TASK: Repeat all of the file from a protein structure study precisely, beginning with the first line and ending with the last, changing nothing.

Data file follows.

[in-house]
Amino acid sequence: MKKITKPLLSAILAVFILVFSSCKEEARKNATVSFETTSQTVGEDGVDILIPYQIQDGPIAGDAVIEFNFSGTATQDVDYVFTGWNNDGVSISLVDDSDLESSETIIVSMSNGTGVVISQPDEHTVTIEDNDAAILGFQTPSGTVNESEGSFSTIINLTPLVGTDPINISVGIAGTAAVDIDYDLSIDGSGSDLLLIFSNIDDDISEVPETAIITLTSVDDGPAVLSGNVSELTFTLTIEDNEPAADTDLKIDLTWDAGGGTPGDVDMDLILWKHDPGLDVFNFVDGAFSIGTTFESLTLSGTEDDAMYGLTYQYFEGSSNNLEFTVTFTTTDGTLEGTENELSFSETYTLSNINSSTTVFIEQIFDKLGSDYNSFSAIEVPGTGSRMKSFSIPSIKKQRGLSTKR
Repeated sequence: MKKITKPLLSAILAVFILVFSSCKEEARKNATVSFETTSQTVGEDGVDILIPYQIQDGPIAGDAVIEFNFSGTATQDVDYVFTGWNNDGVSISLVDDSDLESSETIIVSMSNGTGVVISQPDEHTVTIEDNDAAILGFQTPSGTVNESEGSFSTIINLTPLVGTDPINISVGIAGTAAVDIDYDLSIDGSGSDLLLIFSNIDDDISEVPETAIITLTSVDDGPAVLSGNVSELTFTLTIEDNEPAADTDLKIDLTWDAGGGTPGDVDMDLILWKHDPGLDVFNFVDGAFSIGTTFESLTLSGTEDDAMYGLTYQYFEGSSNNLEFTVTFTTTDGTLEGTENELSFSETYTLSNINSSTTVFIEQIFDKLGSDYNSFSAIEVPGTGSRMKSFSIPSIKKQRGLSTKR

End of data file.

[in-house]
Amino acid sequence: MKKITKPLLSAILAVFILVFSSCKEEARKNATVSFETTSQTVGEDGVDILIPYQIQDGPIAGDAVIEFNFSGTATQDVDYVFTGWNNDGVSISLVDDSDLESSETIIVSMSNGTGVVISQPDEHTVTIEDNDAAILGFQTPSGTVNESEGSFSTIINLTPLVGTDPINISVGIAGTAAVDIDYDLSIDGSGSDLLLIFSNIDDDISEVPETAIITLTSVDDGPAVLSGNVSELTFTLTIEDNEPAADTDLKIDLTWDAGGGTPGDVDMDLILWKHDPGLDVFNFVDGAFSIGTTFESLTLSGTEDDAMYGLTYQYFEGSSNNLEFTVTFTTTDGTLEGTENELSFSETYTLSNINSSTTVFIEQIFDKLGSDYNSFSAIEVPGTGSRMKSFSIPSIKKQRGLSTKR
Repeated sequence: MKKITKPLLSAILAVFILVFSSCKEEARKNATVSFETTSQTVGEDGVDILIPYQIQDGPIAGDAVIEFNFSGTATQDVDYVFTGWNNDGVSISLVDDSDLESSETIIVSMSNGTGVVISQPDEHTVTIEDNDAAILGFQTPSGTVNESEGSFSTIINLTPLVGTDPINISVGIAGTAAVDIDYDLSIDGSGSDLLLIFSNIDDDISEVPETAIITLTSVDDGPAVLSGNVSELTFTLTIEDNEPAADTDLKIDLTWDAGGGTPGDVDMDLILWKHDPGLDVFNFVDGAFSIGTTFESLTLSGTEDDAMYGLTYQYFEGSSNNLEFTVTFTTTDGTLEGTENELSFSETYTLSNINSSTTVFIEQIFDKLGSDYNSFSAIEVPGTGSRMKSFSIPSIKKQRGLSTKR